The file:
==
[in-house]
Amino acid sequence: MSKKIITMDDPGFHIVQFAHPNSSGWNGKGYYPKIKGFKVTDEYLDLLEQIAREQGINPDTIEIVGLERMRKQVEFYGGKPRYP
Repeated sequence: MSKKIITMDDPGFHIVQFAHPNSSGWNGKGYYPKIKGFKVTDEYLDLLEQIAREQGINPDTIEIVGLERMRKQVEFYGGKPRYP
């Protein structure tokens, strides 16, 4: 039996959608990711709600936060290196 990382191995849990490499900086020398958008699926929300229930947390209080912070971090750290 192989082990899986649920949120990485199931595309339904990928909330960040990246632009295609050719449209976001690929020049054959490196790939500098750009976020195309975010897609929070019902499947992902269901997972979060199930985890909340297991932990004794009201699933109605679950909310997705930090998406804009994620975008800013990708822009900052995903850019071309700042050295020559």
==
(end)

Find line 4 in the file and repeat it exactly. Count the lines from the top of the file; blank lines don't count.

């Protein structure tokens, strides 16, 4: 039996959608990711709600936060290196 990382191995849990490499900086020398958008699926929300229930947390209080912070971090750290 192989082990899986649920949120990485199931595309339904990928909330960040990246632009295609050719449209976001690929020049054959490196790939500098750009976020195309975010897609929070019902499947992902269901997972979060199930985890909340297991932990004794009201699933109605679950909310997705930090998406804009994620975008800013990708822009900052995903850019071309700042050295020559």